Hitchens, Ralph MacDowell

Ralph MacDowell Hitchens, Pilot
18th SOS, Nakhon Phanom, 1971-72

I was born in Chicago, Illinois on October 31, 1945. I received my commission through the Reserve Officers Training Corps (ROTC) at Southern Illinois University in September 1967. From October 1967 to June 1970, I was Supply Officer at Luke AFB, Arizona. During that assignment, I was promoted to First Lieutenant in 1969. My promotion to Captain came in 1970. I attended Undergraduate Pilot Training at Williams AFB in Arizona from June 1970 to June 1971. Upon graduation, I was assigned to AC-119 gunships and received K model training at Lockbourne AFB, Ohio and Hurlburt Field, Florida between July and November 1971. Upon successful completion of gunship training, I headed for Vietnam.

I was assigned to the 18th Special Operations Squadron as an AC-119K Stinger gunship pilot. My one year tour of duty in Southeast Asia started November 1971 and ended November 1972. During that time, I was stationed at Nakhon Phanom RTAFB, Thailand (better known as NKP) with TDYs to Da Nang, Saigon, and Bien Hoa, Republic of Vietnam. Upon returning stateside, I was assigned as a T-39 pilot at Andrews AFB, Maryland from December 1972 to May 1976 and then assigned as a T-39 pilot at Ramstein Air Base, Germany from May 1976 to November 1979. I resigned from active duty in 1979 and became a USAF Reserve Individual Mobilization Augmentee in 1986.

My Reserve assignment from November 1986 to June 1990 was Intelligence Reserve Detachment 56 at the National War College, Fort McNair, D.C. Then from June 1990 to October 1995, I was assigned to Long Range Plans Division, HQ USAF (Pentagon), Washington D.C. I retired from the USAF Reserve as a Lieutenant Colonel on October 30, 1995.

After leaving the USAF in 1979, I worked in the Washington DC area as a corporate pilot for Omni International Jet Sales and US Jet Aviation, flying several types of business jets. In 1983, I accepted a civil service job as an intelligence analyst with the Department of the Army. I continued to fly corporate jets part-time until 1988. In 1991, I transferred to the Intelligence Office of the U.S. Department of Energy. I retired in 2004, and am now employed as a contractor – a “beltway bandit” – with Computer Sciences Corporation, working in the Office of Classification at the Department of Energy in Germantown, MD.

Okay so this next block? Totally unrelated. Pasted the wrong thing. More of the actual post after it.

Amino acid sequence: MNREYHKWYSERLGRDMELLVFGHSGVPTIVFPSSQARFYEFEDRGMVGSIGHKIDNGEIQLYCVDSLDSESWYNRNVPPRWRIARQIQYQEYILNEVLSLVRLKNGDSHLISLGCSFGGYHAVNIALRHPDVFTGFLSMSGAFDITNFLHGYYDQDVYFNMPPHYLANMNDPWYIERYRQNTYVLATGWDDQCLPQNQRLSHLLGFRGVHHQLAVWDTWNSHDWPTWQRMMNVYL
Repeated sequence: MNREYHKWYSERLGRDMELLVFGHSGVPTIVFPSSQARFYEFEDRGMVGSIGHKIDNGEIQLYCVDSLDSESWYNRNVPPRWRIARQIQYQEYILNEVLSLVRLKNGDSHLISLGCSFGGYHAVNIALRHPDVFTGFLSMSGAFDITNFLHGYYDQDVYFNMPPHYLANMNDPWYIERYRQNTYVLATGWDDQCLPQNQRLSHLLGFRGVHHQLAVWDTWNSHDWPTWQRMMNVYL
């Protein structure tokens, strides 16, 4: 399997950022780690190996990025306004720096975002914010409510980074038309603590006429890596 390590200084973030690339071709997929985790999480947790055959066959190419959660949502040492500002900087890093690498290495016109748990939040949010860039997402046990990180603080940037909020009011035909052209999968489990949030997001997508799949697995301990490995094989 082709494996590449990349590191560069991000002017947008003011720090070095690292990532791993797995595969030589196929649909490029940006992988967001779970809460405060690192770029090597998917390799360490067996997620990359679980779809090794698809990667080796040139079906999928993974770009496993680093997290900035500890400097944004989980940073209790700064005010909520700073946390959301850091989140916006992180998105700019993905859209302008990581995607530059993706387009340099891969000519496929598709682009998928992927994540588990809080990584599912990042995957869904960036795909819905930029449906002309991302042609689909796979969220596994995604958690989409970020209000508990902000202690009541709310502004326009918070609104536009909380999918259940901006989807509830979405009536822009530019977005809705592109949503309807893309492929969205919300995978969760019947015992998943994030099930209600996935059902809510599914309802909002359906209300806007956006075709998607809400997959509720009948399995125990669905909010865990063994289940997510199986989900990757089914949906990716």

As a USAF pilot I logged about 450 hours in the AC-119K and over 3,000 hours in the T-39. I think I had about 4,700 total hours when I hung up my spurs.

I have a lot of vivid memories from my year in Thailand and Vietnam: the unbelievably graphic slide show on sexually-transmitted diseases upon arrival at NKP; ten guys stepping out of the crew bus and lining up at the edge of the PSP to take a collective leak before the preflight; tweaking the jet engine toggle switches and trim tabs on the yoke to maintain exact altitude and speed in the firing circle; the lazy glide of tracers reaching upward in the night; listening for the dreaded call “BREAK LEFT!” or “BREAK RIGHT!”; the awesome sight of a POL truck exploding on a Cambodian road (still visible halfway back to Bien Hoa); rockets exploding outside the barracks at Da Nang as we crouched against a wall on the ground floor in our flak vests and helmets; Rod Slagle and Roy Lefebvre teaching me how to play bridge in the Stinger Hooch at NKP (Rod was KIA a few months later, when Terry Courtney’s gunship was shot down near An Loc); earnest debates in the hooch about what the lyrics to “American Pie” meant; drinking Singha with fellow crewmembers of “Pollmann’s Pirates” on the terrace of a bar in downtown NKP overlooking the Mekong River, watching the triple-A over the Trail, far to the east; later that same night, drunk out of our minds, racing sampans through the streets beneath the famous Ho Chi Minh Clock; the nightly run to the “No Hab” snack bar at Da Nang; the horrible wreckage of the Da Nang BX the morning after it got hit by a rocket; the welcome appearance of cherry pie or chocolate cake to break the monotony of bread pudding in the Da Nang chow hall; the spectacular view of Saigon and MR-III from the rooftop restaurant at the Caravelle Hotel; my hooch maid awarding me a wreath of plastic flowers on my DEROS; our “Freedom Bird” landing unexpectedly at Oakland International instead of Travis AFB, on account of the fog; my buddy and I crossing the Bay Bridge in our rental car to join his wife and my girlfriend in San Francisco, the fog lifting suddenly just as Johnny Nash came on the radio – “I can see clearly now.”